Contemporaneous bilateral pallidotomy

Robert P. Iacono, M.D., Jonathan D. Carlson, B.S.E., Sandra Kuniyoshi, B.A., Aymen Mohamed, M.D., Christine Meltzer, B.A., and Shokei Yamada, M.D.

Departments of Neurosurgery, Physiology, and Psychology, Loma Linda University Medical Center, Loma Linda, California

To investigate the effects of bilateral posteroventral pallidotomy (PVP) for Parkinson's disease (PD), the authors reviewed the technique and neurological outcome in a number of patients who had undergone bilateral pallidotomy. The authors have previously reported the outcome of PVP in 25 bilateral and 25 unilateral surgeries, rating the patient's postural stability, speech, and total Unified Parkinson's Disease Rating Scale scores. A second, separate group of 23 patients who underwent contemporaneous bilateral PVP were evaluated for early onset idiopathic PD, levodopa failure syndrome, and severe bilateral dyskinesia as well as akinetic "off" states. Cognitive and psychological studies were reviewed in 10 patients who demonstrated preoperative impairments in spatial recognition and memory. Following surgery there were significant improvements in these cognitive deficits and no deficits were incurred by surgery.

Published reports regarding bilateral operations for PD have emphasized the risks of speech and cognitive deficits. This study shows bilateral PVP to be effective, particularly in patients with bilateral symptoms, including disabling dyskinesia. Additionally, bilateral PVP does not cause additional cognitive or speech deficits. The techniques and indications as well as outcomes and complications are presented and discussed in this report in light of their controversial nature.

Key Words * bilateral pallidotomy * speech * cognition * Parkinson's disease

Although surgical interventions for Parkinson's disease (PD) are becoming accepted for alleviating tremor, hyperkinesias, and more recently akinesia, there are still controversies concerning the safety and indications for bilateral posteroventral pallidotomy (PVP). Other considerations in these procedures include the safety of contemporaneous versus staged bilateral surgery, the most effective targeting technique, indications, complications, and long-term outcome. These issues will be discussed, with a focus on deficits and complications reported to be associated with bilateral PVP.


Our early experience performing PVP focused on creating unilateral or staged bilateral lesions because of the well-known hazards of creating simultaneous symmetrical deep brain lesions, particularly associated with bilateral thalamotomy.[4] We soon realized that nearly all patients with symmetric or severe appendicular symptoms were requesting a second procedure for the alleviation of persistent symptoms on the unoperated side. As we gained experience in the creation of a second, staged lesion, we discovered that no significant ill effects from staged bilateral lesions occurred, particularly in speech or cognitive function. We progressively shortened the time interval between the operations until we saw no further benefit in delaying the second procedure. Now a large portion of the procedures we perform are contemporaneous bilateral PVP.[15]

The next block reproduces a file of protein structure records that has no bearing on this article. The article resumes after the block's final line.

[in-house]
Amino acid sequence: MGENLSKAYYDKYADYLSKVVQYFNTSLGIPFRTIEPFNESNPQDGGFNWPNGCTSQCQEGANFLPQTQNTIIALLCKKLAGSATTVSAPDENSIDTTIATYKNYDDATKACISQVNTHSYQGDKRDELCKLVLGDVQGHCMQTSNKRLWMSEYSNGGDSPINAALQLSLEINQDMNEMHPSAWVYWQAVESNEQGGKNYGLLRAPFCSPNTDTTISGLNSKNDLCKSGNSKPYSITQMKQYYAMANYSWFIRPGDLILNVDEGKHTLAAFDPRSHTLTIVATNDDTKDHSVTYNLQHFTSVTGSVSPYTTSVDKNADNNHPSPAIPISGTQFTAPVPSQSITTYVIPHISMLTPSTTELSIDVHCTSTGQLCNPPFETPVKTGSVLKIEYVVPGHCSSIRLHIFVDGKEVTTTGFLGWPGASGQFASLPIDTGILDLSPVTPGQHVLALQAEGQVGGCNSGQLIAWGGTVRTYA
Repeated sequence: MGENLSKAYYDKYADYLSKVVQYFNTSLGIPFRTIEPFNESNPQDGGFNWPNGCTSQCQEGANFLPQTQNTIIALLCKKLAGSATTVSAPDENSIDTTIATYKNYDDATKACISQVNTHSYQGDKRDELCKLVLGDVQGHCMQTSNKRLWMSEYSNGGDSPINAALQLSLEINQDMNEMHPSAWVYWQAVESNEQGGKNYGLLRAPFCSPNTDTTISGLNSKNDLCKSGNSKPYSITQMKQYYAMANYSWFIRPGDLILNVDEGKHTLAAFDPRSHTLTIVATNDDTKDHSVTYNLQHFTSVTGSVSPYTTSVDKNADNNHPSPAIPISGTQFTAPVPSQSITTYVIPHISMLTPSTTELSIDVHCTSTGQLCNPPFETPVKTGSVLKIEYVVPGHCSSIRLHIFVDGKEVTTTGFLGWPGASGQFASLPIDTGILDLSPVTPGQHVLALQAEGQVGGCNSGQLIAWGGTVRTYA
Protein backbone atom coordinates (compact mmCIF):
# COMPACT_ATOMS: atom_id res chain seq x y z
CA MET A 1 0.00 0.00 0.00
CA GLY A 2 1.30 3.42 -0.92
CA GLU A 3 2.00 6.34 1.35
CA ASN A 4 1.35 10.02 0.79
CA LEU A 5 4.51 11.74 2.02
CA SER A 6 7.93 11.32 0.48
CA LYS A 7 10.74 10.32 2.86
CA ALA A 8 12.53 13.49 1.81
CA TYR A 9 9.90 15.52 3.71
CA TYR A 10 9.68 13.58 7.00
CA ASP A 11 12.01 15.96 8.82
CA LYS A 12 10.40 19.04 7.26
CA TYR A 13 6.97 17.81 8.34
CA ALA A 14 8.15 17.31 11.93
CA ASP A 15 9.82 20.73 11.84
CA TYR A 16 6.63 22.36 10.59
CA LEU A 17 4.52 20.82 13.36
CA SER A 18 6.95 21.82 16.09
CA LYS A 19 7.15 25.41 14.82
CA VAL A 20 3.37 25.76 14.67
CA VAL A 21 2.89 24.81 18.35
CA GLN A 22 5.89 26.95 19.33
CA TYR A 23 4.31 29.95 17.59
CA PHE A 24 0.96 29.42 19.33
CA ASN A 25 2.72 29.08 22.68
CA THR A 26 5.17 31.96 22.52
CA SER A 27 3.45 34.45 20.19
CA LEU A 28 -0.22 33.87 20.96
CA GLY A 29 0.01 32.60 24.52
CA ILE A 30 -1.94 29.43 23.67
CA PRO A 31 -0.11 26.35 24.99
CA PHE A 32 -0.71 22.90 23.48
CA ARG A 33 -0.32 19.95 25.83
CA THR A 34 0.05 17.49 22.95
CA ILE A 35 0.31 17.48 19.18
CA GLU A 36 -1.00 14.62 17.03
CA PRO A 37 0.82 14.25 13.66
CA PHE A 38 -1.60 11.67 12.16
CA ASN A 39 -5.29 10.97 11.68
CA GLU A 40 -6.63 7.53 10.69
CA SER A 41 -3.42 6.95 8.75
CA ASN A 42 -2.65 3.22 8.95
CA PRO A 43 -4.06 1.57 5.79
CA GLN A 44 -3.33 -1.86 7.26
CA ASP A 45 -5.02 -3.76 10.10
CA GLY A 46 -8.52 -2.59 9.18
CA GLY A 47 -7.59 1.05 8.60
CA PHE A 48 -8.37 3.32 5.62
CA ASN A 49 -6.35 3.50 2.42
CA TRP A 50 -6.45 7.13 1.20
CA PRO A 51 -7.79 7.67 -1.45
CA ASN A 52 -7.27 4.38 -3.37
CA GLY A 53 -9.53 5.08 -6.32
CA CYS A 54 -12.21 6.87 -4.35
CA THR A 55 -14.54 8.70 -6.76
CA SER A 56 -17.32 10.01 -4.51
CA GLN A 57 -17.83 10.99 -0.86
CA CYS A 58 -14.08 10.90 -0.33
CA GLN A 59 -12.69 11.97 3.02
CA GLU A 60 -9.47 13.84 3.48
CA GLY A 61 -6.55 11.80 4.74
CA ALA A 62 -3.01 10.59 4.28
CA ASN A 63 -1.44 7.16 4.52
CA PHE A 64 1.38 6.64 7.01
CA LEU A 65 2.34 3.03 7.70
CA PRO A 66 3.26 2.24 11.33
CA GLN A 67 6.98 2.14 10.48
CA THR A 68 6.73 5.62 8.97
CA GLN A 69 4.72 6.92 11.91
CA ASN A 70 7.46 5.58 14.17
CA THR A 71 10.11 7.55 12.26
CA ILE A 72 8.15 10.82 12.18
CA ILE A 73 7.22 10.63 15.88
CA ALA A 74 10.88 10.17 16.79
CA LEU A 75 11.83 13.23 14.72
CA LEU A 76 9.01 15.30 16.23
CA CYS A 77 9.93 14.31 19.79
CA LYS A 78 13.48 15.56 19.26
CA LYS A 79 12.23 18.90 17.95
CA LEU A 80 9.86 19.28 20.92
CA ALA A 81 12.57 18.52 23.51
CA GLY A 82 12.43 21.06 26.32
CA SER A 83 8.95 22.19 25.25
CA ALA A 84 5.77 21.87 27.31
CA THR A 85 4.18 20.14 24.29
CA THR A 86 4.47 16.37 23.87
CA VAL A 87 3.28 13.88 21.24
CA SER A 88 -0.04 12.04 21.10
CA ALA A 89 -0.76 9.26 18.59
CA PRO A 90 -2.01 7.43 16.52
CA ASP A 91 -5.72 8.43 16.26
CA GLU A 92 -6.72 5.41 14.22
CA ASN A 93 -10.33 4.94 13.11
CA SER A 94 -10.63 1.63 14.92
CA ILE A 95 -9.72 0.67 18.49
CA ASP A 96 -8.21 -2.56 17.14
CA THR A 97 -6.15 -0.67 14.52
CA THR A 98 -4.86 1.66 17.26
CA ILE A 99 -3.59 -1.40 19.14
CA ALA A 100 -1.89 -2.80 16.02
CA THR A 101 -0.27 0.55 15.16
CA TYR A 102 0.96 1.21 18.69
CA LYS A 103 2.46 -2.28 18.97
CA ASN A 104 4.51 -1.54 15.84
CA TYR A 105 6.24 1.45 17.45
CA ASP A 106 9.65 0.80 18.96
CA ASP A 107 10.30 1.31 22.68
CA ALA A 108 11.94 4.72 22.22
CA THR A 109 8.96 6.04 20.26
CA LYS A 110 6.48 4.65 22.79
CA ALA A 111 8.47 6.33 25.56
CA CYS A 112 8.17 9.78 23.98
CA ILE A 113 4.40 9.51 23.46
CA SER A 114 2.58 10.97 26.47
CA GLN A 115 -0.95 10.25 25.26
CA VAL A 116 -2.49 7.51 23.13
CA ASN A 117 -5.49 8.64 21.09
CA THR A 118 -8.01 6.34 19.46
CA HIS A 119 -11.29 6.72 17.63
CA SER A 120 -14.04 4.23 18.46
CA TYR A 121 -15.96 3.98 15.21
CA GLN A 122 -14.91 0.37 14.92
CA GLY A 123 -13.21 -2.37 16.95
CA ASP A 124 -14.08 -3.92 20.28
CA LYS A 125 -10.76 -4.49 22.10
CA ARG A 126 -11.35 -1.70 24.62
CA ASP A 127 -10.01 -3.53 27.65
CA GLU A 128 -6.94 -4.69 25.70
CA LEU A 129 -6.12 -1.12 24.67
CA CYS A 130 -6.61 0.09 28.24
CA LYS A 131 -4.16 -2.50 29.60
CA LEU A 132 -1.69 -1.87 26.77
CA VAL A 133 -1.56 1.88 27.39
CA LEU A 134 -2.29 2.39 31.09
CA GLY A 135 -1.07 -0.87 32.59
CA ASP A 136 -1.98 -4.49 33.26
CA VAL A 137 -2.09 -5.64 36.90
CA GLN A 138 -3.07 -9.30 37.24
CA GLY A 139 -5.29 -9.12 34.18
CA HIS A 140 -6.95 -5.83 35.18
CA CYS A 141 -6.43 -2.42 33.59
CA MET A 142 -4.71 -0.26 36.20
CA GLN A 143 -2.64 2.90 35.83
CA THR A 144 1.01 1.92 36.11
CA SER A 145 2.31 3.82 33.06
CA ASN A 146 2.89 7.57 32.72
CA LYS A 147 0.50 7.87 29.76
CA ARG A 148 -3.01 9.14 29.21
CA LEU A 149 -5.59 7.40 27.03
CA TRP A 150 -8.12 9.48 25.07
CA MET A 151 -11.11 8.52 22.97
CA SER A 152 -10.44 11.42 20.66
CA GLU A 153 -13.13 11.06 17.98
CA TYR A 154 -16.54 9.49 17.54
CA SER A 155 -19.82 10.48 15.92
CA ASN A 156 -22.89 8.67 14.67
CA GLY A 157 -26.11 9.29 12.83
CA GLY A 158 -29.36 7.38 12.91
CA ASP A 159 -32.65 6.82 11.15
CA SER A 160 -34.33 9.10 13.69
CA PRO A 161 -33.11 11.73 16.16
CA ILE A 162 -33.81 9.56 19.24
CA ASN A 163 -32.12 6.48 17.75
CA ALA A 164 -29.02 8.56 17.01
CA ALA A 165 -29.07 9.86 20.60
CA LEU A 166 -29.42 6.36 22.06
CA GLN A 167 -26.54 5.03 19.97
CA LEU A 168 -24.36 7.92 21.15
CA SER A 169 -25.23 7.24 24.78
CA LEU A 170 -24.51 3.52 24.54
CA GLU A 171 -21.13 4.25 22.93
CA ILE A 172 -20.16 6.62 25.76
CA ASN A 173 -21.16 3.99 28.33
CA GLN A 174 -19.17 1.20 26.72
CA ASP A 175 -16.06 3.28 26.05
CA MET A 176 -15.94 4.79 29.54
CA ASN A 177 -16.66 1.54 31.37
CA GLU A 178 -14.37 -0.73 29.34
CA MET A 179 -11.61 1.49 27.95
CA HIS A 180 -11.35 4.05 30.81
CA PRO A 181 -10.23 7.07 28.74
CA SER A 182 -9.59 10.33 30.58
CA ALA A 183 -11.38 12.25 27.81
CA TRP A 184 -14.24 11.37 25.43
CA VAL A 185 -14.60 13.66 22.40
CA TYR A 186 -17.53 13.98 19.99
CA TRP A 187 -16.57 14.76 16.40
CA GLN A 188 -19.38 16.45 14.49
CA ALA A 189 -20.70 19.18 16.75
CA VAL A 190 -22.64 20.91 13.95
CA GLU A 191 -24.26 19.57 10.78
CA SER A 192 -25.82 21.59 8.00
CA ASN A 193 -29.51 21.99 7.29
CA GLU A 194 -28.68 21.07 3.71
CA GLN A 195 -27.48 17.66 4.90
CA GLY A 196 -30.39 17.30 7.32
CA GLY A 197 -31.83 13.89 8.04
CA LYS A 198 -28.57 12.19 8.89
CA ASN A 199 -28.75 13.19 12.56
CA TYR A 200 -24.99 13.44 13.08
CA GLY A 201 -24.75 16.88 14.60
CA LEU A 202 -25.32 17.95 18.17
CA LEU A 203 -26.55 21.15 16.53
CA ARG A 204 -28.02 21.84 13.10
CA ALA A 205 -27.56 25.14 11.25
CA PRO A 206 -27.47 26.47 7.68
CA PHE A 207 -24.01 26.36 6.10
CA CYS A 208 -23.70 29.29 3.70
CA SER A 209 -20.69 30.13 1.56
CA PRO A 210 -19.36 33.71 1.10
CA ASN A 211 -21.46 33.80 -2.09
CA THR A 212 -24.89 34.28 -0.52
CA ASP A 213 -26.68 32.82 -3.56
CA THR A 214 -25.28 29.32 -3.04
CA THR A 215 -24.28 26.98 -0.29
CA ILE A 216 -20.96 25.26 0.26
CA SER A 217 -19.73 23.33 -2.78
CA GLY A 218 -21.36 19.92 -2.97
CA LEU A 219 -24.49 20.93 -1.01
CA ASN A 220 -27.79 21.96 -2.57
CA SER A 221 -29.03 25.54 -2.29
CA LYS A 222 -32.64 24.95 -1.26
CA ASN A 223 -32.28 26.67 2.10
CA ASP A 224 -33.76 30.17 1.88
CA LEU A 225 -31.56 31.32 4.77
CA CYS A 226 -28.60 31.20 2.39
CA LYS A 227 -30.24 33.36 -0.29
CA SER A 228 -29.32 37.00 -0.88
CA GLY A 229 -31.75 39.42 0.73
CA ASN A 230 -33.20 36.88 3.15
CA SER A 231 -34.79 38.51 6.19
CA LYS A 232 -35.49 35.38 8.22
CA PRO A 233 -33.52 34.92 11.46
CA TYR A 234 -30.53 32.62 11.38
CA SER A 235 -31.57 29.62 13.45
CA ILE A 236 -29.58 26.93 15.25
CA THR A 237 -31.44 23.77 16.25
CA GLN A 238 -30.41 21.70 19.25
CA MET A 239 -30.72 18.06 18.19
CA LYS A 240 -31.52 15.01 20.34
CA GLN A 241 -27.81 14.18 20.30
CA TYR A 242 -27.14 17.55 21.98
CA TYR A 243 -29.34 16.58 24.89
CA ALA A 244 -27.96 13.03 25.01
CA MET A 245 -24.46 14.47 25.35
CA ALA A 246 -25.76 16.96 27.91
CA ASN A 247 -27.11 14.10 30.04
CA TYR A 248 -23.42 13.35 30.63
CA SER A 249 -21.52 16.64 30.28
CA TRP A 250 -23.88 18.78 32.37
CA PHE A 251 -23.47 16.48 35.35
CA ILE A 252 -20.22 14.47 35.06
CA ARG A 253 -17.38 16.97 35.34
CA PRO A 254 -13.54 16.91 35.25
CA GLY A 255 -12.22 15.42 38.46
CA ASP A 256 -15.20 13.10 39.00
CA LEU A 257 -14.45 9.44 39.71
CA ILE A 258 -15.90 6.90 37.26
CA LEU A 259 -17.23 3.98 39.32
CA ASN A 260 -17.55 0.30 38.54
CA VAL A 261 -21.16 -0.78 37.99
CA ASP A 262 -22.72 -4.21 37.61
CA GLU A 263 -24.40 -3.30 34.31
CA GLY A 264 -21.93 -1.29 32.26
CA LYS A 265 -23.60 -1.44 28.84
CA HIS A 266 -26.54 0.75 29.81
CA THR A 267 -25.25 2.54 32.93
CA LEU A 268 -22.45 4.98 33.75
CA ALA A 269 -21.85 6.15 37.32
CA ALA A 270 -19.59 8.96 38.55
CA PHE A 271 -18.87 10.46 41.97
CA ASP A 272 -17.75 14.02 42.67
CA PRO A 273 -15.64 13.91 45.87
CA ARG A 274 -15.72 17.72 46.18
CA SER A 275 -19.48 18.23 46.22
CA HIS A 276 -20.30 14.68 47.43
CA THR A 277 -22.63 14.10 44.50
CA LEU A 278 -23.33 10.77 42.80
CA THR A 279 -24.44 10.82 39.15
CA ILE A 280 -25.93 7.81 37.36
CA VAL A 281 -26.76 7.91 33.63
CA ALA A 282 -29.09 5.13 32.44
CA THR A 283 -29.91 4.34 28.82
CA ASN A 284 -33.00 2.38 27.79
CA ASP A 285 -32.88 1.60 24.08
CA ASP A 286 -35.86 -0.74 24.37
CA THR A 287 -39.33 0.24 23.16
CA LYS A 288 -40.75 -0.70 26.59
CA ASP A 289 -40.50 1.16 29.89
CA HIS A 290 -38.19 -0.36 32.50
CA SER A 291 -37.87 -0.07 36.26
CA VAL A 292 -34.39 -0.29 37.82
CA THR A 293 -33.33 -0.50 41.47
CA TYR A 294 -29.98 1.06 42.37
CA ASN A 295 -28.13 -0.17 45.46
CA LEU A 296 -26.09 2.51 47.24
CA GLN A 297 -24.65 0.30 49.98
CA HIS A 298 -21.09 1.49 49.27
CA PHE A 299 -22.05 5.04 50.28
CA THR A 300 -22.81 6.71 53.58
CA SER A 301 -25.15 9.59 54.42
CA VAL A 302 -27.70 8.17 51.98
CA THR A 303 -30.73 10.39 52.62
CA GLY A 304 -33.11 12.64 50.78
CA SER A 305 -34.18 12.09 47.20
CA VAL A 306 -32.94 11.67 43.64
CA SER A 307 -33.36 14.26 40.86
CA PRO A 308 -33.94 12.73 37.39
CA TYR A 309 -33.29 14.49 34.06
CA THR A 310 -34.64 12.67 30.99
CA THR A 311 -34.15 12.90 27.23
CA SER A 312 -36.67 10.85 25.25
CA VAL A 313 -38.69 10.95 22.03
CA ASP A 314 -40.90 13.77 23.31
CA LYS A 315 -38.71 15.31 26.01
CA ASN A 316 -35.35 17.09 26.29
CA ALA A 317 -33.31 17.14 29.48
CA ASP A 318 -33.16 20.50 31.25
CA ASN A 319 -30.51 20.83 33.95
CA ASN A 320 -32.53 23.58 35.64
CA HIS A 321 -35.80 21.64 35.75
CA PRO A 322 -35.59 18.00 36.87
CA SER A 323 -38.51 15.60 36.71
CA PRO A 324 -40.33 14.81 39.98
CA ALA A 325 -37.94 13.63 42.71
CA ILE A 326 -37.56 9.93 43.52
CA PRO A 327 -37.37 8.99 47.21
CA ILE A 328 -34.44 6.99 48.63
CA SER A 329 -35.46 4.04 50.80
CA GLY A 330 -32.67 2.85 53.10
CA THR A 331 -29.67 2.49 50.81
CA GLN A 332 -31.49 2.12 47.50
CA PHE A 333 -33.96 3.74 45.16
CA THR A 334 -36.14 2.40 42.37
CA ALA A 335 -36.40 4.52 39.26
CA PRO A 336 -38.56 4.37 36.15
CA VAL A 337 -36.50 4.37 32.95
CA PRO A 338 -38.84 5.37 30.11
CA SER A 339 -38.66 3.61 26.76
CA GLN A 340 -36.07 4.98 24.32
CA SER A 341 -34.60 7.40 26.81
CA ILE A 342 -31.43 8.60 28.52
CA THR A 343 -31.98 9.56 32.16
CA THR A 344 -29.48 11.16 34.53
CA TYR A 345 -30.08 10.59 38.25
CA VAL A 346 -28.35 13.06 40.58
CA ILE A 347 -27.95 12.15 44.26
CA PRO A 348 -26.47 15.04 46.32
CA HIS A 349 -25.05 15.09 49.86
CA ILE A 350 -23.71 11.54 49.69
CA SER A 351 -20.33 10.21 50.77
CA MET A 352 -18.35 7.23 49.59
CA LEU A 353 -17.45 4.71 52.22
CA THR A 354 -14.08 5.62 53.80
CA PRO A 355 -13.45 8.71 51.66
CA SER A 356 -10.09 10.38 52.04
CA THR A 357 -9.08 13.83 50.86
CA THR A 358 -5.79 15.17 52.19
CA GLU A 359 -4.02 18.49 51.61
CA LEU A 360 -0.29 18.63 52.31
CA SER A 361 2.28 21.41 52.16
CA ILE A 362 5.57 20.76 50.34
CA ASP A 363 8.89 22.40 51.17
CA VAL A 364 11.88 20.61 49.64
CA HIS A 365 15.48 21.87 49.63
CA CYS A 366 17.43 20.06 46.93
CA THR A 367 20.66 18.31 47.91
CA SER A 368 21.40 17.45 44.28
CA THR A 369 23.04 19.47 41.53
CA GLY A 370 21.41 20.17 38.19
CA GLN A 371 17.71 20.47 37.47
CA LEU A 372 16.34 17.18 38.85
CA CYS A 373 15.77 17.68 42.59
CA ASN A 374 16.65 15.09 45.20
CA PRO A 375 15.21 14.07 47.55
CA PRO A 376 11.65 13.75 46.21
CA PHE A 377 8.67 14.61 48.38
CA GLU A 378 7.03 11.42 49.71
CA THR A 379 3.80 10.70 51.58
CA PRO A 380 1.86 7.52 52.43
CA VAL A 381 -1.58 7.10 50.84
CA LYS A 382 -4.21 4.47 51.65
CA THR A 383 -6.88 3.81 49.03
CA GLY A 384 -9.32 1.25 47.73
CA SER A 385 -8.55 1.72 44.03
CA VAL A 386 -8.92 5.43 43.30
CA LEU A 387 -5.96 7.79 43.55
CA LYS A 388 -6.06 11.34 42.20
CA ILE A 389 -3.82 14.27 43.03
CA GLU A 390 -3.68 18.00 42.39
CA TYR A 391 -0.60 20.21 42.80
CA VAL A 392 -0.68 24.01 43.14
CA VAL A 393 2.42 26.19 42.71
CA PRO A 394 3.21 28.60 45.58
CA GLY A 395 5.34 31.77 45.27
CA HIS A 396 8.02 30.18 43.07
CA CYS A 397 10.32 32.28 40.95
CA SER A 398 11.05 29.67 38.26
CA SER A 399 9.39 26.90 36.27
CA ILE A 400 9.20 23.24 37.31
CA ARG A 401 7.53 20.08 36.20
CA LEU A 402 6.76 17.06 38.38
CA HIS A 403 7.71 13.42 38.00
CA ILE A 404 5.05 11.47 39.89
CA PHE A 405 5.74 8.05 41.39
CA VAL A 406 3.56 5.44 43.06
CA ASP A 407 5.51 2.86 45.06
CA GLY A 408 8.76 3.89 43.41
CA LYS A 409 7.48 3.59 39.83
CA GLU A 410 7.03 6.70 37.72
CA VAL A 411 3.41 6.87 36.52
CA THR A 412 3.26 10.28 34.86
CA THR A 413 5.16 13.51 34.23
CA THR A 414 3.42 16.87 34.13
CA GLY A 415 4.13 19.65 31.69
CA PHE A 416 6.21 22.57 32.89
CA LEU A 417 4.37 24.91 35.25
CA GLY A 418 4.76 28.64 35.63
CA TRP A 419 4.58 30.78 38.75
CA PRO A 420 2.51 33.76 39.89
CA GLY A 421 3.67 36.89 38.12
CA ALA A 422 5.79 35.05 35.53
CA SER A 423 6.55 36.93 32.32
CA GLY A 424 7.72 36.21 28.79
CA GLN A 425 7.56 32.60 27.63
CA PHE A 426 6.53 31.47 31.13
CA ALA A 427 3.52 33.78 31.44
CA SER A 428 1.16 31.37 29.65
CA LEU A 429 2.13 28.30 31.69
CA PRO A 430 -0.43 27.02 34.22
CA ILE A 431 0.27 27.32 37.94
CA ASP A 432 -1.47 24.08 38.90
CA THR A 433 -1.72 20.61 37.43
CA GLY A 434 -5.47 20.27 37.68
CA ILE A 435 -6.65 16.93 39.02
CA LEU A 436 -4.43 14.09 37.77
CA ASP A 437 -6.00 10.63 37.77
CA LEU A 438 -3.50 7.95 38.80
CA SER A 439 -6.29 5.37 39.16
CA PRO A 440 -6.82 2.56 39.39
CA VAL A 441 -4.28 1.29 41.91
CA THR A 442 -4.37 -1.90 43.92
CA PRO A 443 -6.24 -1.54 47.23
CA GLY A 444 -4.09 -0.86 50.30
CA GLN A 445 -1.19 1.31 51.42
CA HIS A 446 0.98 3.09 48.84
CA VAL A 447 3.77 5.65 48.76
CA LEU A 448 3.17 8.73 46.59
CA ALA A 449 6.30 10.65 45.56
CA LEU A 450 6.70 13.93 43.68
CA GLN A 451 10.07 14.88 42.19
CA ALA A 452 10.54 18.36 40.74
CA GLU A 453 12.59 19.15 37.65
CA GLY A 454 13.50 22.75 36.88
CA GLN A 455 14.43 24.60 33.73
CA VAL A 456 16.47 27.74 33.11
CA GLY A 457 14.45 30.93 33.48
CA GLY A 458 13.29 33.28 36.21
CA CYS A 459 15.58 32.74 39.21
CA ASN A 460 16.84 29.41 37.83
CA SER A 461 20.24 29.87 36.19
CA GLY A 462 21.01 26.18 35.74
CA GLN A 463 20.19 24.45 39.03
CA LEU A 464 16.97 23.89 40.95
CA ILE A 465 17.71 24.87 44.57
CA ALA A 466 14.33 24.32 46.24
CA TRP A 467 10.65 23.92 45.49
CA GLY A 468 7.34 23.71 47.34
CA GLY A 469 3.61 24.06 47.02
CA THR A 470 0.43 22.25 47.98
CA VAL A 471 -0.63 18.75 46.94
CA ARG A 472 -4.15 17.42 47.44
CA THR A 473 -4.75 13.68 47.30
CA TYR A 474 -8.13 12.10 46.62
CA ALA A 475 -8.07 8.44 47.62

Not all patients with parkinsonian symptoms are candidates for surgery, and an even smaller subgroup are candidates for bilateral surgery. Patients with "Parkinson's plus" symptoms, such as progressive supranuclear palsy, Shy-Drager syndrome, olivopontocerebellar atrophy, and normal-pressure hydrocephalus, should not be candidates for unilateral, much less bilateral, pallidotomy because of the structural and pathophysiological differences from idiopathic PD.

We have performed surgery in a wide range of patients with idiopathic PD, ranging in age from 31 to 85 years, with severity scores measured on the Hoehn and Yahr[26] scale of 1.5/1.5 to 5.0/5.0 on and off medication. Unilateral pallidotomy alone or combined with nucleus ventralis intermedius thalamotomy is performed in patients with dominant symptoms of asymmetrical tremor.[30] Contemporaneous bilateral PVP should only be attempted in patients with severe, symmetric, bilateral, hyperkinetic appendicular disabilities including dyskinesia, who are younger than 70 years old, and who are in a psychological state such that full informed consent and cooperation can be obtained. The most common parkinsonian subgroup meeting these criteria for contemporaneous bilateral PVP are the young onset or Narabayashi's[28] so-called "juvenile" PD patient, whose age at onset is younger than 45 years old. These patients usually progress rapidly to bilateral symptoms including disabling levodopa-induced dyskinesias, as well as severe and precipitous "off" states after 5 or more years of treatment.[3,9,10,27] The medical control of the dyskinetic symptoms in these patients is not often successful because essential dopaminergic medications cause disabling dyskinesia. The decrease in dosage of these medications is usually not an option because it results in profound "off" states and severe akinetic symptoms. Bilateral PVP affords impressive elimination of all appendicular and truncal dyskinesias, dystonia, and generally precludes the development of profound "off" states, thus eliminating levodopa failure syndrome in the patients. If only a unilateral pallidotomy is performed, most of these juvenile-type patients return for surgery on the second side because of the remaining hyperkinetic symptoms, even though the majority of their quality-of-life­type parkinsonian symptoms have been alleviated.


Surgical techniques should be evaluated by their effectiveness, as measured by clinical outcome, reproducibility, complications, and, in this case, surgical precision. Although pr>

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